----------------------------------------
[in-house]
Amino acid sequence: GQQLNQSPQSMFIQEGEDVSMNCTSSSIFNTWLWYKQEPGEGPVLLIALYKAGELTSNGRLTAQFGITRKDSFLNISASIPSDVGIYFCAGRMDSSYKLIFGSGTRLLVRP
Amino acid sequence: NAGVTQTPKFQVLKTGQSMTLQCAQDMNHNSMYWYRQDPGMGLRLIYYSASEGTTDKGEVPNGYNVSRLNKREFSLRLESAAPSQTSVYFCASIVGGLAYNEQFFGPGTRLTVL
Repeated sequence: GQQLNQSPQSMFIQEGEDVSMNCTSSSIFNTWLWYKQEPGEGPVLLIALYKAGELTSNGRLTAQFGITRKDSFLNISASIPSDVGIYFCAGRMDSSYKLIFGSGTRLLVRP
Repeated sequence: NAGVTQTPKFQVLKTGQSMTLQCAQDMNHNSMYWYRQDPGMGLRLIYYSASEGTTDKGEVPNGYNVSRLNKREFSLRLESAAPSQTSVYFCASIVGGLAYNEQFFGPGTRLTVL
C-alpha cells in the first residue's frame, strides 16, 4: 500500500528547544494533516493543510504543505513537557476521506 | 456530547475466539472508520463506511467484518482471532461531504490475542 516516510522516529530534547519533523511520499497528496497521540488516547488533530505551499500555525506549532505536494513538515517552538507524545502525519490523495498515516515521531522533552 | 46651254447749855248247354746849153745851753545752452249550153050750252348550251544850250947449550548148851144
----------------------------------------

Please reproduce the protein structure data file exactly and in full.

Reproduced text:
[in-house]
Amino acid sequence: GQQLNQSPQSMFIQEGEDVSMNCTSSSIFNTWLWYKQEPGEGPVLLIALYKAGELTSNGRLTAQFGITRKDSFLNISASIPSDVGIYFCAGRMDSSYKLIFGSGTRLLVRP
Amino acid sequence: NAGVTQTPKFQVLKTGQSMTLQCAQDMNHNSMYWYRQDPGMGLRLIYYSASEGTTDKGEVPNGYNVSRLNKREFSLRLESAAPSQTSVYFCASIVGGLAYNEQFFGPGTRLTVL
Repeated sequence: GQQLNQSPQSMFIQEGEDVSMNCTSSSIFNTWLWYKQEPGEGPVLLIALYKAGELTSNGRLTAQFGITRKDSFLNISASIPSDVGIYFCAGRMDSSYKLIFGSGTRLLVRP
Repeated sequence: NAGVTQTPKFQVLKTGQSMTLQCAQDMNHNSMYWYRQDPGMGLRLIYYSASEGTTDKGEVPNGYNVSRLNKREFSLRLESAAPSQTSVYFCASIVGGLAYNEQFFGPGTRLTVL
C-alpha cells in the first residue's frame, strides 16, 4: 500500500528547544494533516493543510504543505513537557476521506 | 456530547475466539472508520463506511467484518482471532461531504490475542 516516510522516529530534547519533523511520499497528496497521540488516547488533530505551499500555525506549532505536494513538515517552538507524545502525519490523495498515516515521531522533552 | 46651254447749855248247354746849153745851753545752452249550153050750252348550251544850250947449550548148851144